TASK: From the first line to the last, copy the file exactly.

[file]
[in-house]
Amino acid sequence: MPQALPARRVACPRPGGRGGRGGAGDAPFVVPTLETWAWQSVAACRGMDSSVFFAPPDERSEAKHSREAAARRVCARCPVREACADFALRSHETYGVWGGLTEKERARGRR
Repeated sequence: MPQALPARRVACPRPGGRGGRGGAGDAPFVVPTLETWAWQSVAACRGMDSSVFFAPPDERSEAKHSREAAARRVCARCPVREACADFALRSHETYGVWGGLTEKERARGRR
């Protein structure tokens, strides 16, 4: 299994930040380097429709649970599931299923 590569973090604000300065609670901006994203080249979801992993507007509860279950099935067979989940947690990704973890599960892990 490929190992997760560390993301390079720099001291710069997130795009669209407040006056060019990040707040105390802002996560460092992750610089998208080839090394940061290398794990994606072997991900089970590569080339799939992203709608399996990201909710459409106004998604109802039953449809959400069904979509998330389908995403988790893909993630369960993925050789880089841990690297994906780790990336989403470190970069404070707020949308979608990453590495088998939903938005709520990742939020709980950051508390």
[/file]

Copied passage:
[in-house]
Amino acid sequence: MPQALPARRVACPRPGGRGGRGGAGDAPFVVPTLETWAWQSVAACRGMDSSVFFAPPDERSEAKHSREAAARRVCARCPVREACADFALRSHETYGVWGGLTEKERARGRR
Repeated sequence: MPQALPARRVACPRPGGRGGRGGAGDAPFVVPTLETWAWQSVAACRGMDSSVFFAPPDERSEAKHSREAAARRVCARCPVREACADFALRSHETYGVWGGLTEKERARGRR
């Protein structure tokens, strides 16, 4: 299994930040380097429709649970599931299923 590569973090604000300065609670901006994203080249979801992993507007509860279950099935067979989940947690990704973890599960892990 490929190992997760560390993301390079720099001291710069997130795009669209407040006056060019990040707040105390802002996560460092992750610089998208080839090394940061290398794990994606072997991900089970590569080339799939992203709608399996990201909710459409106004998604109802039953449809959400069904979509998330389908995403988790893909993630369960993925050789880089841990690297994906780790990336989403470190970069404070707020949308979608990453590495088998939903938005709520990742939020709980950051508390």